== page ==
If researchers would apply this technology to the bones of those who’ve taken bisphosphonates (such as Boniva, Fosamax, Actonel, and others), they would see similar structural characteristics. This is because bisphosphonates, like Vitamin D deficiency, disrupt normal bone remodeling. So the bone deep inside never gets shed and replaced; it simply gets harder, denser, more brittle and, ironically, more prone to fracture.
But researchers are not likely to head down this path. As I mention in the Osteoporosis Reversal Program, there are two studies that come close to exposing the bone-hardening effects of bisphosphonates. They were done on dogs in 20012 and 20053. Both of these studies found that bisphosphonates suppressed healthy bone remodeling and resulted in thick, brittle bones that were more prone to microfractures.
It’s too bad (but not surprising) that mainstream scientists are reluctant to perform research that might damage the reputation of bisphosphonates.
Big Win for Big Pharma
You may remember Merck’s shameless dodge of justice when a lawsuit was brought by a woman who did not have osteoporosis, but was prescribed Fosamax as a “preventative measure” and subsequently suffered an atypical femur fracture.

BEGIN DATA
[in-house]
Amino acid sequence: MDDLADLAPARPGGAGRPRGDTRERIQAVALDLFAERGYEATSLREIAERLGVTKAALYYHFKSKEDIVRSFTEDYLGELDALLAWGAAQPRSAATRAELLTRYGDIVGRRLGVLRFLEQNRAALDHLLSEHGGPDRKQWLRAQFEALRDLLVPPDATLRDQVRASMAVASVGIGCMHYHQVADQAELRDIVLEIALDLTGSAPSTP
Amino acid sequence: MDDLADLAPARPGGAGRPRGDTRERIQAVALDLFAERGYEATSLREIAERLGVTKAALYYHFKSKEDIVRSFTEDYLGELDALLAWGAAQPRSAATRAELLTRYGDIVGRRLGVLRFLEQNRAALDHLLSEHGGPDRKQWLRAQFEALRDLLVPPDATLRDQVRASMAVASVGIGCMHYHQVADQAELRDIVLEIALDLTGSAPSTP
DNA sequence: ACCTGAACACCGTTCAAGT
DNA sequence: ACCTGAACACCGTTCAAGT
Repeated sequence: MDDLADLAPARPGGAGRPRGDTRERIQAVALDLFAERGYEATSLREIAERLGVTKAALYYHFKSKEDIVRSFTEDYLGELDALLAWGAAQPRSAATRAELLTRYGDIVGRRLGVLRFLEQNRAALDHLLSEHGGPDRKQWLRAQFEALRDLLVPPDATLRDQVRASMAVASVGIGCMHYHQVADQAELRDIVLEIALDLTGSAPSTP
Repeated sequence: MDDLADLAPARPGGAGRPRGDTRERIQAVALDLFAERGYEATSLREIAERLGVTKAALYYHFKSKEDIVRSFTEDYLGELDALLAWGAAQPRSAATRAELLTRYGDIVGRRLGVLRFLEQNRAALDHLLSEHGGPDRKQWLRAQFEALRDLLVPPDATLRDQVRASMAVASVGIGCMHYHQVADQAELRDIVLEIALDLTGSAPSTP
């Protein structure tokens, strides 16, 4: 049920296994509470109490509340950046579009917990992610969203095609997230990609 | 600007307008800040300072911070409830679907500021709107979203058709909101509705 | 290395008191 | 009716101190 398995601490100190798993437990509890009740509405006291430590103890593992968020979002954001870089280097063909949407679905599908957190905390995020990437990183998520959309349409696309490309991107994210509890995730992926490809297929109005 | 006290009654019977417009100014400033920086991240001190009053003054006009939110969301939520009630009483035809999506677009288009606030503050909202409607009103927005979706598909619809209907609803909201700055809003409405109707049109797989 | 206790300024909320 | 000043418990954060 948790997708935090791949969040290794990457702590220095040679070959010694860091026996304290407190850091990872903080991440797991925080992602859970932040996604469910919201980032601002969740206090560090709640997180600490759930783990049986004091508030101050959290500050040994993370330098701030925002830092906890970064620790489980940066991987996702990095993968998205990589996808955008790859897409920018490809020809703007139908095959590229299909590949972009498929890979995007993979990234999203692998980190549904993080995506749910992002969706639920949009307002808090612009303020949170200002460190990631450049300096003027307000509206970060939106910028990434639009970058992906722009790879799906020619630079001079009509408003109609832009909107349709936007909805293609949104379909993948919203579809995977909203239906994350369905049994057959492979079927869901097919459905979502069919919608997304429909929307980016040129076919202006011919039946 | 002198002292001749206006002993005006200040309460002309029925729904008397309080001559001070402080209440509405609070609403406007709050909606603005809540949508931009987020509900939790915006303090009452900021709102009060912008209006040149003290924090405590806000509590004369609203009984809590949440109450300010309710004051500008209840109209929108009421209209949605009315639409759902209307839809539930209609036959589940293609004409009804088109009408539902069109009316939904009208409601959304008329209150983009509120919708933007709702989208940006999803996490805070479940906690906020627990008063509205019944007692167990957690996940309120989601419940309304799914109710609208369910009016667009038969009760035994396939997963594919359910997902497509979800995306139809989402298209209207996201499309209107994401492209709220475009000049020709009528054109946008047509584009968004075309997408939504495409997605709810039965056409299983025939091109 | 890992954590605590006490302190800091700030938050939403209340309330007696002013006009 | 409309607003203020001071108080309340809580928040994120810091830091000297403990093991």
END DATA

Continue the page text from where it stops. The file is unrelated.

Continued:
Clearly, Big Pharma has a way of eluding lawsuits. A recent court ruling will make it even easier for pharmaceutical companies to dodge liability.
This ruling sets a dangerous legal precedent. As it stands now, the FDA’s approval is considered all that’s needed to warn patients about a drug’s safety. “Savers” know that the FDA’s approval is not a sign of a drug’s safety at all.
Ironically, Merck blamed the FDA… and managed to win the lawsuit!
“A federal court recently issued a ruling that may allow drug-makers to defend themselves against product liability lawsuits by citing preemption – which is the notion that FDA approval of a drug supersedes state law claims challenging safety, efficacy or labeling. … If a drugmaker can provide “clear evidence” that the FDA would not have approved a unilateral labeling change to include an updated warning, a drugmaker could argue this demonstrated it was impossible to comply with both FDA requirements and a state law finding for a stronger warning.